For our café discussion this week we discussed “Freeing South Africa: The ‘Modernization’ of Male-Male Sexuality in Soweto” by Donald L. Donham. It was a really interesting one that brought up people’s conflicts with identity and it being placed upon them. In class we were asked if we think the anti-apartheid movement and the changes it brought to Linda’s life liberalized him. We decided that we think it did and a quote which answers it is that Linda said is,
“Before, al skesanas wanted to have a small cock. Now we can relax, it does not matter too much and people don’t discuss cocks as much… Before, I thought I was a woman. Now I think I’m a man, but it doesn’t worry me anyway. Although it used to cause problems earlier” (204).
After the anti-apartheid movement Linda realized that he was a man and was comfortable saying it. Before it was confusing and he was beaten for his identity, but now he is safe from violence. Linda didn’t want people to be close-minded and instead wanted people to be open to the world changing, different orientations and different preferences. Someone in class said it made Linda’s situation worse in the world because now he has a label compared to before when he didn’t. After the anti-apartheid movement he had an identity placed upon him, which is very confusing for someone. We talked about how this is very difficult for someone and although he went about his life before and faced consequences from his father and violence from others; after the movement he had to face categorizing. Just to make our café discussion interesting I asked Jen and Tina if they thought one was worse than the other. We all agreed it’s a tough question to answer since no one wants to get hit for who they are, but no one also wants to be labeled for other people’s benefits. Before Linda went about his daily life not necessarily caring about his label and then he had one because other people put it upon him. Tina said people want to classify things since they don’t like questioning who they are or someone else. Jen said people categorize for their own benefit, I agree with them completely with this.
Before and after the anti-apartheid movement Linda had to deal with different types of issues pertaining to his sexuality and gender. We talked about how that should not even be an issue nor decide how people think about him. Jen said “it’s so stupid that we have to talk about this”, which is true, but then we talked about how it is necessary. We talked about how this relates to color blindness and that we need to talk about gender and sexuality issues since it has changed so many people’s lives and people to suffer. We talked about how we should not have to since it should not be an issue, but since gender/sexuality issues have affected so many people, it is important to be aware of the topic. People are so obsessed with the topic since they need to know who they are. People don’t like to question themselves nor others therefore focus so much thought on their identity. Jen said, “we try not to classify, but it’s really difficult because we were raised in a society where everyone is placed into groups.” Tina and I agree and Tina said, “we’re all separated but try to be equal.” People label everyone, but also try to assimilate to where they are.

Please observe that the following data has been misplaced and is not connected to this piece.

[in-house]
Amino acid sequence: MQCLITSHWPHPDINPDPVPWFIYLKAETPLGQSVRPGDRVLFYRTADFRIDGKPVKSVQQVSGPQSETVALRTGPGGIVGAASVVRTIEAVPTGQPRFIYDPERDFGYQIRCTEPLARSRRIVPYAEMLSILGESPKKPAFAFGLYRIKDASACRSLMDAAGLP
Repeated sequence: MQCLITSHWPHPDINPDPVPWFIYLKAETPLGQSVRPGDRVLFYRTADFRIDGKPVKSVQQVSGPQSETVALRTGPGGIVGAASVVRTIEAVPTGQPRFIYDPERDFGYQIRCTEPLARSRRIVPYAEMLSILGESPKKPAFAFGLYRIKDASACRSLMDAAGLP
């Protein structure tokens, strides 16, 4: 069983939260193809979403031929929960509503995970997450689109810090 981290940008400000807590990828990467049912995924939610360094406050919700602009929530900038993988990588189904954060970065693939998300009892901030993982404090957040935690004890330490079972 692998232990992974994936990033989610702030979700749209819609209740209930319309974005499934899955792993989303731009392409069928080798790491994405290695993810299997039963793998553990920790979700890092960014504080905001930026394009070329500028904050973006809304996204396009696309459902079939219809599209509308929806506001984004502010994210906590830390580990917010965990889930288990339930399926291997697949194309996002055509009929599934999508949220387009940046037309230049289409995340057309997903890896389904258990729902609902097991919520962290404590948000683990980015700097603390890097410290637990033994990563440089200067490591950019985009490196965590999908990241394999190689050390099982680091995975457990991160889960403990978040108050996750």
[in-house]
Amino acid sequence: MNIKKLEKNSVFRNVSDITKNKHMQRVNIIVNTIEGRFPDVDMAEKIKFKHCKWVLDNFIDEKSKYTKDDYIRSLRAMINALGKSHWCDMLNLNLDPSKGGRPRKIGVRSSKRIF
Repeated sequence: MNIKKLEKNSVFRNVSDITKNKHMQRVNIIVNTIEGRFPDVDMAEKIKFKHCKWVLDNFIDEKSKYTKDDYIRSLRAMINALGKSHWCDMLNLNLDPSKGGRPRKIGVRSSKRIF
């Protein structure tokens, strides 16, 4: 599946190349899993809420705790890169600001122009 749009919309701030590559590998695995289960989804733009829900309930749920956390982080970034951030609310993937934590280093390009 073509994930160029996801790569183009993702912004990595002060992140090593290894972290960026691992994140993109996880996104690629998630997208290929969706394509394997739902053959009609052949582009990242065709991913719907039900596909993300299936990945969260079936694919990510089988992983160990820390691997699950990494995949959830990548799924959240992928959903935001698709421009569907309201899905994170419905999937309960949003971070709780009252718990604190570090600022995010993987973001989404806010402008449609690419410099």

We got a little off topic from the reading and began discussing labeling in general. Jen brought up how when you say you’re American it generally implies you are white, because when you’re in America and not white you say you’re something else as well. For example Jen said when she’s out of the country and says she’s American , she also has to say she’s Dominican Republican. A lot of people try to assimilate certain things and have questions about their identity because of their uncertainties. We then began talking about identities in general and our name’s identity. Jen told us that when she came to school she couldn’t say Henessy, how Jenessy is pronounced, because of her retainer so a professor thought her name was Jen. She then was known as Jen around school and she felt like she had a different identity. Her family pronounces her name Hennessy and barely anyone does here, so it has brought her different questions about her name. We then discussed how our name and what people call us gives us certain feelings and provides us with this sense of identity. She does want her name to have these meanings or feelings, but it naturally has done this. She said when she goes into the “real world” and applies to jobs that will most likely be owned by white males that will think of her name referring to the beer and of her as a joke. Although it sounds silly, we discussed it realistically. It is similar to the reading in the sense that people put identities upon us and it is uncomfortable situation.